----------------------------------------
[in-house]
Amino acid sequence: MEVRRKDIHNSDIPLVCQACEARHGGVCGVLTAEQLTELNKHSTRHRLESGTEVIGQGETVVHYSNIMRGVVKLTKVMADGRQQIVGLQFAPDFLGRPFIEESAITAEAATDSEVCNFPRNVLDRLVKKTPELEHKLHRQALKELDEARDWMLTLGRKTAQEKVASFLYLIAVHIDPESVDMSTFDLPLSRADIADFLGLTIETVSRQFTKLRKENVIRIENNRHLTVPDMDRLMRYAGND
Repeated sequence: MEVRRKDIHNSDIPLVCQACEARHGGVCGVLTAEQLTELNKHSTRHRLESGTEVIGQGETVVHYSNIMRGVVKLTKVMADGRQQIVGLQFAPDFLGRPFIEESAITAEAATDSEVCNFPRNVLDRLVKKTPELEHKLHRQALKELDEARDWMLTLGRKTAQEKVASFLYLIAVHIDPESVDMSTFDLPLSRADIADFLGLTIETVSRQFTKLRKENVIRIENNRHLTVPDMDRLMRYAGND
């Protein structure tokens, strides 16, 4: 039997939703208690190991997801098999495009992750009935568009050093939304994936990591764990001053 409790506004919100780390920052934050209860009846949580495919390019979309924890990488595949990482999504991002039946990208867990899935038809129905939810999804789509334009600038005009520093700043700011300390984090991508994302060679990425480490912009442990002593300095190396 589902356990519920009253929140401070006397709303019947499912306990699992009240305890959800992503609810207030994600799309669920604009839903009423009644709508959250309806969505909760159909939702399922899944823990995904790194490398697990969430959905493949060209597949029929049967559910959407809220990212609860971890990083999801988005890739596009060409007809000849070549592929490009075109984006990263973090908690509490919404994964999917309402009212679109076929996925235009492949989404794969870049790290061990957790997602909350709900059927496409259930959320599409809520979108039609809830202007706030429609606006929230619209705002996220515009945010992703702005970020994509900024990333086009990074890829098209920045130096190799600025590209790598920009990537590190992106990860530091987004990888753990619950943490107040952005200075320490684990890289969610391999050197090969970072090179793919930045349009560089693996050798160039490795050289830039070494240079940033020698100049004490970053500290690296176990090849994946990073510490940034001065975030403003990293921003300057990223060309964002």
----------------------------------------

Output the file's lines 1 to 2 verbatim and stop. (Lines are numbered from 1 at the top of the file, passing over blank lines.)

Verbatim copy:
[in-house]
Amino acid sequence: MEVRRKDIHNSDIPLVCQACEARHGGVCGVLTAEQLTELNKHSTRHRLESGTEVIGQGETVVHYSNIMRGVVKLTKVMADGRQQIVGLQFAPDFLGRPFIEESAITAEAATDSEVCNFPRNVLDRLVKKTPELEHKLHRQALKELDEARDWMLTLGRKTAQEKVASFLYLIAVHIDPESVDMSTFDLPLSRADIADFLGLTIETVSRQFTKLRKENVIRIENNRHLTVPDMDRLMRYAGND